Justin ChenElectrical Engineering and Computer Science https://engineering.mit.edu/fellows/justin-chen/
Jaehun Choe is a PhD candidate whose research bridges the fields of materials science, mechanics, and robotics to advance cutting-edge medical robotics applications. As a MathWorks Fellow, Jaehun is developing a guidewire robot capable of navigating blood vessels in the brain to treat stroke patients remotely and to deliver life-saving care faster. His project builds on recent advances in soft, thread-like robots made of ferromagnetic material that can navigate a life- sized model of vasculature with the enhanced mobility required for endovascular surgery. Using MathWorks tools like MATLAB and Simulink, Jaehun is developing a semi-autonomous control system that uses 3-D positional data of vessels to calculate the directions of desired branches, and suggests optimal position and orientation of the robot. His goal is to develop a fully autonomous system, and to share custom MATLAB codes underlying his system. Jaehun’s research is yielding important contributions to medical robotics research and has the potential to bring life-saving treatment to millions of stroke victims.
Jaehun ChoeMechanical Engineering https://engineering.mit.edu/fellows/jaehun-choe/
Ximo is a PhD student in aeronautics and astronautics conducting research at the intersection of numerical modeling and physics of nanoscale engineering devices. A frequent MATLAB user, he is working on a problem related to the numerical analysis of the shapes of small liquid menisci stressed under very high electric fields to evaporate ions. As these ions fly away, they produce thrust, hence a rocket can be constructed under this principle. This is difficult to analyze since the scales change dramatically from millimeters to nanometers, which creates a set of numerical challenges as equations describing the balance of electric, surface tension, and hydraulic stresses, including thermal loads that need to be solved simultaneously on meshes with very strong dimensional gradients. He earned a BS in aeronautics and astronautics and physics from Universitat Politècnica de Catalunya, Spain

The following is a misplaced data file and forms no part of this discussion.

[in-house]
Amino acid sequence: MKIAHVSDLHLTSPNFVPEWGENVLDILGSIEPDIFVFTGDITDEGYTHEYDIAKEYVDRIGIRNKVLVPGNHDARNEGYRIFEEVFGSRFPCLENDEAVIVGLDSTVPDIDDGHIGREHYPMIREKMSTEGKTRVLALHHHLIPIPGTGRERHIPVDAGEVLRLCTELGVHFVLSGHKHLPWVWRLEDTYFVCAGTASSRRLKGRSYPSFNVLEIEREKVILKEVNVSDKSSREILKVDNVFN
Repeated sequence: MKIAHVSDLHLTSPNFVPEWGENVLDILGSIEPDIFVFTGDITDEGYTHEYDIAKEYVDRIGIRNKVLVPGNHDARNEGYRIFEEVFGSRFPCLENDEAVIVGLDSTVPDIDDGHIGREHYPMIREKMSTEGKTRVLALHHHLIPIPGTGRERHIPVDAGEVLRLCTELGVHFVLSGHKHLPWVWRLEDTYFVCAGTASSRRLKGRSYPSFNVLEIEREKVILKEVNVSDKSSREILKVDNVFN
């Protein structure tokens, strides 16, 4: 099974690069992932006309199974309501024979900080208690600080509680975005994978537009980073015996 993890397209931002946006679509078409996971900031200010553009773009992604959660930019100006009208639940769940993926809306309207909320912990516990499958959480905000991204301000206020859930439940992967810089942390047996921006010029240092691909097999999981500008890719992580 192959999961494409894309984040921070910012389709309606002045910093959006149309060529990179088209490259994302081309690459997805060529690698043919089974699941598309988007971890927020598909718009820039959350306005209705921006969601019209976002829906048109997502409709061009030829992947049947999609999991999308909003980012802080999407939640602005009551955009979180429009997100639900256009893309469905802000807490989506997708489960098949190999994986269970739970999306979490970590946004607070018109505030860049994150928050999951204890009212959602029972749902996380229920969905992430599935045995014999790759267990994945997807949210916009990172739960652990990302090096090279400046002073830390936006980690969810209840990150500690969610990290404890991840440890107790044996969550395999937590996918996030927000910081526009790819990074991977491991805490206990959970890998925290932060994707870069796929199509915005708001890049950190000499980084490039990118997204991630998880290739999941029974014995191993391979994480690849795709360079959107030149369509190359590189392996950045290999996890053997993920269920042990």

Ximo Gallud CidonchaAeronautics and Astronautics https://engineering.mit.edu/fellows/ximo-gallud-cidoncha/
Clement is a PhD student in aeronautics and astronautics working on aviation automation problems at the MITInternational Center for Air Transportation. His PhD topic involves investigating high-level aviation automation in dynamic and stochastically varying environments. In particular, he is focusing on automated situation awareness and decision making with regards to airborne trajectory prediction. He is investigating data analytics approaches, usingMATLAB tools, for mining large sets of aircraft surveillance (ADS-B) data to infer aircraft behavior in structured and unstructured airspaces around airports. Clement earned a BS in mechanical and aerospace engineering from Princeton University and an SM in aeronautics and astronautics from MIT.
Li ClementAeronautics and Astronautics https://engineering.mit.edu/fellows/li-clement/
Benjamin Dacus is a PhD candidate who is exploring how various materials respond in a fusion reactor environment at micro and macro levels. The goal of his work is to identify or fabricate materials well-suited to hostile conditions, from currently available metals to state-of-the-art radiation tolerant materials. With the support of a MathWorks Fellowship, Ben will expand his contributions to a world-first in situ ion irradiation transient grating spectroscopy (I3TGS) sys- tem. MATLAB-based analysis tools—deployed and/or created by Ben—play a fundamental role in the I3TGS system. This includes non-linear fitting and curve-fitting capabilities, enabling data acquisition one million times faster than previous capabilities, with one thousand times the data throughput rate. This tool led to key observations and discoveries, including the precipitation of radiation-induced secondary phases as they grow on the macroscale. His next goal is to augment the I3TGS system to replicate the conditions of the first commercial fusion power reactors. By integrating cutting-edge hardware with powerful MATLAB tools, Ben’s research provides a valuable new technique to test and develop materials in a wide range of hostile environments and conditions.